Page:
A world medical association (New York) and an international society of clinical pathologists (Great Britain) were founded in 1947. A world federation on mental hygiene (Great Britain) and an international society of internal medicine (Switzerland) were established in 1948, and an international federation for diabetes was founded in 1949 (the Netherlands). Associations of cardiologists (Geneva) and gerontologists (London) were founded in 1950. An international union of physiologists (USA) and an international federation of societies of anesthesiologists were established in 1953. (The latter was organized on the initiative of Great Britain.)

A council of international organizations on the medical sciences was created in 1949 (headquarters first in Brussels and later in Paris). As of 1973, the council was composed of a total of more than 50 international associations and medical societies, represented mostly by the USSR and the other socialist countries.

In Russia and the USSR. Social medicine developed in Russia on the initiative of progressive scientists. The Free Economic Society, founded in 1765, was dedicated from the beginning to spreading the knowledge of hygiene. In the 1830’s the society began to devote equal attention to lowering infant mortality.

There were seven societies of physicians in Russia by the middle of the 19th century. The official founding of the Society of Russian Physicians, which served as a model for more than 50 provincial medical societies, took place in Moscow in 1861. Later, specialized medical societies of internists, surgeons, gynecologists, and ophthalmologists grew out of the Society of Russian Physicians.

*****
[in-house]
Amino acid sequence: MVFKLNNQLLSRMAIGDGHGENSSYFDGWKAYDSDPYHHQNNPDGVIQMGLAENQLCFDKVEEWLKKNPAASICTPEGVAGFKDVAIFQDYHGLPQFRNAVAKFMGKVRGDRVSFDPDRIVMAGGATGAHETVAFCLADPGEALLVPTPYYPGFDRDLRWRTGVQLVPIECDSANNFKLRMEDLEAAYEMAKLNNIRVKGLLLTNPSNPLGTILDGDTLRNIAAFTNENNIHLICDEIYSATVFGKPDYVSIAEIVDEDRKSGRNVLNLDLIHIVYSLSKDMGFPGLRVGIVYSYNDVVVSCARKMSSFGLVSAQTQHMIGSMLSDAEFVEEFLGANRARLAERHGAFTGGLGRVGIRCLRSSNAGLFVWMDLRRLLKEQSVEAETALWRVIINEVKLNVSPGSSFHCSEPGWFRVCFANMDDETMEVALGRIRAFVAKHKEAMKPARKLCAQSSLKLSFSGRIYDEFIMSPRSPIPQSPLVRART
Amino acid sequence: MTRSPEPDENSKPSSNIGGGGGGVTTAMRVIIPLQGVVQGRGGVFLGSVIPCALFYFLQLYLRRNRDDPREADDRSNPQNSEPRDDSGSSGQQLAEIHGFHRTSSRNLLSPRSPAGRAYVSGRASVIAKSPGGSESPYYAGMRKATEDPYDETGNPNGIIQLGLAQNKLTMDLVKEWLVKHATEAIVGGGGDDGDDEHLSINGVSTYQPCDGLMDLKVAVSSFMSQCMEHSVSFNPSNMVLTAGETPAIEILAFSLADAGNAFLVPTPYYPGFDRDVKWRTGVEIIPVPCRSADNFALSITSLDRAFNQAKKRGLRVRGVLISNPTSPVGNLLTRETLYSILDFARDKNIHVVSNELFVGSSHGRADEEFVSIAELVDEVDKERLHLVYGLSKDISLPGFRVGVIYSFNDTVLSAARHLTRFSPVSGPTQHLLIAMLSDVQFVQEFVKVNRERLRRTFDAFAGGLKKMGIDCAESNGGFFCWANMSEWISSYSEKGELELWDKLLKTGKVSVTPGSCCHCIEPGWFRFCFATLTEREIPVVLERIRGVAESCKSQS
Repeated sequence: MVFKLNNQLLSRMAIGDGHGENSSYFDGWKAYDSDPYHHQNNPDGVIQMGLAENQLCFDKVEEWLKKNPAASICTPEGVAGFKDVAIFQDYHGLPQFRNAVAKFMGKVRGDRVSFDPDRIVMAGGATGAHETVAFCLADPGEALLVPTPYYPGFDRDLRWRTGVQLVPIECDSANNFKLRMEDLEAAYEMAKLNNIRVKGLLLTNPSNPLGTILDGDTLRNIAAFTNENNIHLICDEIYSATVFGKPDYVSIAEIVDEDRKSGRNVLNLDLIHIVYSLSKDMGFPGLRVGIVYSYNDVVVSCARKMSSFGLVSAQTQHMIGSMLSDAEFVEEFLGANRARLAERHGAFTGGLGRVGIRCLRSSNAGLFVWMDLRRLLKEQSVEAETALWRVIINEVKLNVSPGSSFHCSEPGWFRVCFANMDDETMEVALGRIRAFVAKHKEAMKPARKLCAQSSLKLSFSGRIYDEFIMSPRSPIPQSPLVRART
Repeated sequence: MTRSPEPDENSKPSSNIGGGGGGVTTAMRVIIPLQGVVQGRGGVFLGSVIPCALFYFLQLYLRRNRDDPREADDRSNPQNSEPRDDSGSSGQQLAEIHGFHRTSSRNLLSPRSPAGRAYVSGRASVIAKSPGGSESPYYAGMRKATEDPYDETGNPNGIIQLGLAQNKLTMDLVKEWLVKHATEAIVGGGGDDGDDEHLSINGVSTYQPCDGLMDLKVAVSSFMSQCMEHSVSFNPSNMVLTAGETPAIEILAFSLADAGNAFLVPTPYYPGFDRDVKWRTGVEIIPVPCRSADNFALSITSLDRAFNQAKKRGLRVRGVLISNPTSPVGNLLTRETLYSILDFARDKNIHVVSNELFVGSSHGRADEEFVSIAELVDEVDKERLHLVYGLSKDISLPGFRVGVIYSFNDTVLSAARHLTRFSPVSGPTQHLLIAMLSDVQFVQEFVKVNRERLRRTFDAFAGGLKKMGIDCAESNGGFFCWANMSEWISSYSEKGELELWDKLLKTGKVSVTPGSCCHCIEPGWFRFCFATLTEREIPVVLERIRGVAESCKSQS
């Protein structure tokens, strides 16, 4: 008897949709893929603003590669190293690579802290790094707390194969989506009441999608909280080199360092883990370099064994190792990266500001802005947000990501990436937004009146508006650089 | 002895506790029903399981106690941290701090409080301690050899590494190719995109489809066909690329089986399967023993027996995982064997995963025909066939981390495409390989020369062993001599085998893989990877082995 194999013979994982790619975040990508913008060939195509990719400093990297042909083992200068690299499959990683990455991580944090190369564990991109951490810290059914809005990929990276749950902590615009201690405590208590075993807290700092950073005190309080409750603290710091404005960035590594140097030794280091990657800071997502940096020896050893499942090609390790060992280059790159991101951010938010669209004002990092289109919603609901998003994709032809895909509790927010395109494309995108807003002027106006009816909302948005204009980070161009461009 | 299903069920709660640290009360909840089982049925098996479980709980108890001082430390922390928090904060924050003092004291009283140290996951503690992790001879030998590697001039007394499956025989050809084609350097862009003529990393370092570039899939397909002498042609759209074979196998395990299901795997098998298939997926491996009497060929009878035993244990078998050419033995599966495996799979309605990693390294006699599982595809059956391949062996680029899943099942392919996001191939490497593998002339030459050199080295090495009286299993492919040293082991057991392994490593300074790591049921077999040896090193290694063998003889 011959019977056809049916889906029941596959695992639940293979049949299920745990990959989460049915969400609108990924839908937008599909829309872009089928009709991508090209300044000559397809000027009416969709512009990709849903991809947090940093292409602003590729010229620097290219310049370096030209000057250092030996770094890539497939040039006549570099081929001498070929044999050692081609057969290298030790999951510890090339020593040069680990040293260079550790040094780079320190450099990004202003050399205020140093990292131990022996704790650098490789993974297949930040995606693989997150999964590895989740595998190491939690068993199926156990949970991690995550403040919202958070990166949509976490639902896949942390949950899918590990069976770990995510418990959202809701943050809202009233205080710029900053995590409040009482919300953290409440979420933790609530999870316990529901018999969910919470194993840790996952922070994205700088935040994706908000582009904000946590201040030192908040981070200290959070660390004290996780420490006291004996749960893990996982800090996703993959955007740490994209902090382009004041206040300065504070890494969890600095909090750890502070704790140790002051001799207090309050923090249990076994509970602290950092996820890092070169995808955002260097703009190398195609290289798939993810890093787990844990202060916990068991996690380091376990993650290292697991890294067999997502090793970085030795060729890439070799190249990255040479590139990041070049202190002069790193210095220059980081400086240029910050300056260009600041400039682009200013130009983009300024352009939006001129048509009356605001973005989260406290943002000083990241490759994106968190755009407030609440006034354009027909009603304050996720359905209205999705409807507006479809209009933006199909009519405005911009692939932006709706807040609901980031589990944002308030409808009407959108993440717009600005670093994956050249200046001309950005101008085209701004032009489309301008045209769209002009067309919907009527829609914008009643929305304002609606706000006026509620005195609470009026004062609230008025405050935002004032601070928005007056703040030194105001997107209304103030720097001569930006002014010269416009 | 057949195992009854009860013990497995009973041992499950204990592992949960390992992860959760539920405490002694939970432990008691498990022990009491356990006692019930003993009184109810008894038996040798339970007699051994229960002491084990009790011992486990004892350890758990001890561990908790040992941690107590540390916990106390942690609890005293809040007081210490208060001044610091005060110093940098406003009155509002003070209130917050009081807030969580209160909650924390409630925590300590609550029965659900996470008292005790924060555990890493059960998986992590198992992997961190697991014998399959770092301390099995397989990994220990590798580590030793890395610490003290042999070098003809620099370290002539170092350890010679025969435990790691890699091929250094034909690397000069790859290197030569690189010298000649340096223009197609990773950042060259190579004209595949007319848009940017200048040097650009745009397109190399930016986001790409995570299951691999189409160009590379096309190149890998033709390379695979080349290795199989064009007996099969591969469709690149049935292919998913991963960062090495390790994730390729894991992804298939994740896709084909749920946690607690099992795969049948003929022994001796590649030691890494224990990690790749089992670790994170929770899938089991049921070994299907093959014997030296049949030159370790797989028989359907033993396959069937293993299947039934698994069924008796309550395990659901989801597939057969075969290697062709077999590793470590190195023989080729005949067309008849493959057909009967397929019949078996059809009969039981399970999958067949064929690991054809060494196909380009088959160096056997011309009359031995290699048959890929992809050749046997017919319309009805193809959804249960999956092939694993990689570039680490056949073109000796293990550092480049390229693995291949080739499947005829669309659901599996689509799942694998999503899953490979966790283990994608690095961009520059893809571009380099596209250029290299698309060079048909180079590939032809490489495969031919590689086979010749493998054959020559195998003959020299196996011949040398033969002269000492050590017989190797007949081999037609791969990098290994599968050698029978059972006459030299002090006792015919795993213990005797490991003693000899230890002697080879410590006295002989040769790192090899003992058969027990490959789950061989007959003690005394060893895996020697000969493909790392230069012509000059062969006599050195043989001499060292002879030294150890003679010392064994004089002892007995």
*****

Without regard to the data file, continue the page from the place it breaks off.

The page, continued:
Among the most distinguished Russian medical societies were the N. I. Pirogov Society of Russian Physicians (known as the Pirogov Society; 1885) and the Russian Society for the Protection of Public Health (1877). Societies of specialists emerged toward the end of the 19th century—a psychiatric society in St. Petersburg, a surgical society in Moscow, and the Moscow Hygiene Society. At the beginning of the 20th century, members of medical societies established the League for the Control of Tuberculosis and a society for lowering infant mortality. There were about 150 official provincial societies of physicians.

Among the principal goals of medical societies in the USSR is the promotion of the scientific development of the theory and practice of medicine on the basis of Marxism-Leninism, with the emphasis depending on the character of the medical society. The societies work to improve the qualifications and expand the specialized knowledge of their members. Other important aims are ideological education, the dissemination of the best traditions of Soviet medicine and natural science, and the spread of information on progress in medical science among the members of the medical community and the public. In addition, the tasks of the societies include active participation in putting into practice the achievements of medical research in public health, in raising the quality of medical care, in cooperating in the establishment and development of international scientific communication; and in generalizing the work of experienced practicing physicians and that of innovators in public health.